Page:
A trip to Edessa and from there to the thermal baths of Pozar in the prefecture of Pella is a must. The region takes its name after the ancient Greek city of Pella, which was also the birthplace of Alexander the Great.

Edessa (Greek: Έδεσσα) is the capital of Pella in the Central Macedonian region of Greece. It is also known as the “City of Waters and of the 5 Senses” as there are small channels of water crisscrossing the township with small bridges to help in communication, with the water cascading into the gorge below.

According to ancient sources, Caranus (Greek: Κάρανος) was the first king of the ancient Greek kingdom of Macedonia and the mythical founder of the Argead dynasty, which ruled from about 700 to 310 BC. Due to its strategic location, it was conquered by the Slavs, became a part of the Byzantium Empire, was disputed by the Serbs, and finally came under Ottoman rule in 1389. After almost 500 years of Ottoman rule, Edessa became a part of the new independent Greek State on 18 October 1912 during the First Balkan War. In 1922, with the exchange of population between Greece and Turkey, the town grew economically with the influx of the Greeks from Asia Minor. Despite the various periods of conquest, Edessa kept its national identity and its incomparable natural beauty.

Today, Edessa is included in the most beautiful cities of Greece. The Edessa Waterfalls is the main attraction. The Great Waterfall, called Karanos, falls from a height of 70 km and comes from the springs of the nearby mountain range of Kaimaktsalan. A footpath leads to behind the curtain of falling water where you can see the sheer fall of the water onto the rocks below, creating a double waterfall known as Lamda Falls, which end up in two bluish-green water pools. The water continues to cascade down into the fertile valley below. The Edessa Waterfalls are said to have been formed in the 14th century, after a major geological phenomenon such as an earthquake.


The small cave next to the Falls is also worth a visit for its fanglike stalactites of different shapes, sizes and colours. Outside the cave is the balcony, which gives you a breathtaking view of the Macedonian valley below. It is a world heritage area.



The Waterfall Park, which is before the waterfalls, is the old industrial area of the town. The gradient of the area was taken advantage of so that the water could be used to power the first textile factories and workshops. The flour and hemp mills, and tanneries gave an economic boost to the area.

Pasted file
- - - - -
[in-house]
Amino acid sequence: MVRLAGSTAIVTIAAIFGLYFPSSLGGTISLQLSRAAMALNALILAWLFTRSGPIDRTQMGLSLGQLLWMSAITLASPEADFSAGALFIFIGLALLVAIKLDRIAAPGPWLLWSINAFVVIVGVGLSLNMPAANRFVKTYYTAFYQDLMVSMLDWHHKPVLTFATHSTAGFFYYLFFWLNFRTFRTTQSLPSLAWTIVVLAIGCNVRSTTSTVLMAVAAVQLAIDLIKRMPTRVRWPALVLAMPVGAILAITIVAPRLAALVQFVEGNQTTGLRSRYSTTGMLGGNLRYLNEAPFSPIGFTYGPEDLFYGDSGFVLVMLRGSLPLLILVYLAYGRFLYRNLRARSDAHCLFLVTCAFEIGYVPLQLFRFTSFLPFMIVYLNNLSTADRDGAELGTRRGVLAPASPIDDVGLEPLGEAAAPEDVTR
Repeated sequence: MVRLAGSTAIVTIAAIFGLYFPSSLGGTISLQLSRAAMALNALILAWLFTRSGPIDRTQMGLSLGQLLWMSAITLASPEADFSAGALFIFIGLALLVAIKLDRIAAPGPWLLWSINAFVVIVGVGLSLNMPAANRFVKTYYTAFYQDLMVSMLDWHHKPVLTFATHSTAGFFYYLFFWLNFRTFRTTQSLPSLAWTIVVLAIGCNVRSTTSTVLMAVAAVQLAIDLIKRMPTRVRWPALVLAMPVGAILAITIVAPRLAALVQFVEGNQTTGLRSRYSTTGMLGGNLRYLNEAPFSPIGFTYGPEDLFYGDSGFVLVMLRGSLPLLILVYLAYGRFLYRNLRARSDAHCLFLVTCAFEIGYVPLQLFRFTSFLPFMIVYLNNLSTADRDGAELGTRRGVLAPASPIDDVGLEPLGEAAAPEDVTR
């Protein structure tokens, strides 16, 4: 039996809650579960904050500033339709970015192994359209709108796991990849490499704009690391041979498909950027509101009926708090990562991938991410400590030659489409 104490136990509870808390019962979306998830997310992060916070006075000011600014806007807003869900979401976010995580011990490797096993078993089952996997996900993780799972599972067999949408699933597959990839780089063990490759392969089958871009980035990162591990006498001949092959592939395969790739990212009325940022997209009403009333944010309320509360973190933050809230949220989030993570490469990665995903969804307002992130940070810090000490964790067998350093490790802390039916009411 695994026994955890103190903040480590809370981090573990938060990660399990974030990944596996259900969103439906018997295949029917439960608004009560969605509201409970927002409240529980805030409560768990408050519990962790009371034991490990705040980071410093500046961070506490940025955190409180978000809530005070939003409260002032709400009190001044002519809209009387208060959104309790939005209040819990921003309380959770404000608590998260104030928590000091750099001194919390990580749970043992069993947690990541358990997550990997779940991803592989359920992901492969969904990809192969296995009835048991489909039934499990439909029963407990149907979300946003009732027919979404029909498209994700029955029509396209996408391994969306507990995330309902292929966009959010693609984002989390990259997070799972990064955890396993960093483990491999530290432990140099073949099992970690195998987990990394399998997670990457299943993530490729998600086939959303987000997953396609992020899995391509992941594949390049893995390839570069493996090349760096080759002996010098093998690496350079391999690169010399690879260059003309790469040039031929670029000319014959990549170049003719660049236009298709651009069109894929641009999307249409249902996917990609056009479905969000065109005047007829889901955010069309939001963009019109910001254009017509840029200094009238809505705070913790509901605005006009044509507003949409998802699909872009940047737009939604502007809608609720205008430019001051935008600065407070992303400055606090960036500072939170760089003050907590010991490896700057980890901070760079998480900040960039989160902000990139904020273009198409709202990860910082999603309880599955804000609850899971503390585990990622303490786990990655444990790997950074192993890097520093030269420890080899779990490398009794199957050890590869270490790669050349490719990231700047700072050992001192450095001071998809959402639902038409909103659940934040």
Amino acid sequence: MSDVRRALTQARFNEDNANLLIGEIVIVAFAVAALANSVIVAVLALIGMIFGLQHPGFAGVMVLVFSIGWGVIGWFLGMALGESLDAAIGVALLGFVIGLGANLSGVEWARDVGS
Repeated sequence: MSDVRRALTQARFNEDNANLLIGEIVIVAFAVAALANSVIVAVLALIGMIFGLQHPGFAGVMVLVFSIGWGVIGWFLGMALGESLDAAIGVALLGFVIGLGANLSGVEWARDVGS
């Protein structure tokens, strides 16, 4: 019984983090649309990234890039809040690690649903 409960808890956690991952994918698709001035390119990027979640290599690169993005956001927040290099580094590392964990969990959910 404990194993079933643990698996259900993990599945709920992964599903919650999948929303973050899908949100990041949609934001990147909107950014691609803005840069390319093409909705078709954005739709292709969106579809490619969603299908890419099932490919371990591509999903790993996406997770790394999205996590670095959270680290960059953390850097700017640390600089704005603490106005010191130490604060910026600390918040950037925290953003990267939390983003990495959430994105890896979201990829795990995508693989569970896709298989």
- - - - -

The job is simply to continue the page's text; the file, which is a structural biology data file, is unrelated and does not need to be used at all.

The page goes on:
However, due to the inability to modernize, the factories were closed permanently in 1962. It is now a heritage park area, allowing the visitors to encounter the history of the area and the importance of the water element. The various buildings have been turned into small museums such as the Reptile Museum, the Mill Museum, the Sesame Mill of Flavours, the Hemp Factory, and various exhibition areas.

Besides the waterpark area and the waterfalls, Edessa has an interesting historical centre with its archaeological sites, the 14th century church of the Dormition of the Virgin Mary and other Byzantine churches as well as the Geni Tzami, the only Turkish mosque that has been maintained without any alterations.

What to See in Edessa Greece - Travel Greece Travel Europe Edessa is also known for its production of cherries. It produces the sweet table cherries that are twin stemmed. They are juicy and sweet and deep red in colour. The well-known ‘Vodena’ cherries (Greek: Βοδενών) are grown here. It means ‘water’ due to the great abundancy of water in the area and it was given by the Bulgarians when they conquered the area in 9th century AD. However, the cherry tree and its incomparable aroma is referred to by Herodotus, the Ancient Greek historian and geographer.

From Edessa, a short half-hour drive takes you to the Pozar Thermal Baths (Greek: Λουτρά Πόζαρ), outside the village of Aridea (Greek: Αριδάια). Pozar means ‘under the fire’. The river ‘Toplitsa’ (meaning ‘the hot river’ in the Slav language) flows through the beautiful gorge in the foothills of Mount Kaimaktsalan, forming small cascades and shallow pools. The river is now referred to as Saint Nicholas. The water, which is 37 degrees centigrade, infiltrates the ground where it is heated, and then comes back to the surface enriched with minerals and trace elements. It offers therapeutic relief and rejuvenates the body and soul, releasing tension and bringing a sense of calm. The water is also drinkable.


The Springs have been operating all year round since the 1960s by the Municipality of Edessa. There are forty-eight individual baths as well as a large pool and a small natural pool with the waters cascading into them. There are several bridges over the river making it possible to cross from one side to the other and admire the natural surroundings.








Despena Dalmaris

As a teacher of English, writing has always been a part of my life. As a Greek-Australian, I have always been interested in the history, culture and traditions of my country of origin, Greece. That is why I began writing short articles on the different places that I visited and the various activities that I took part in. I have shared my articles with many friends and the internet now gives me the opportunity to share these articles with you.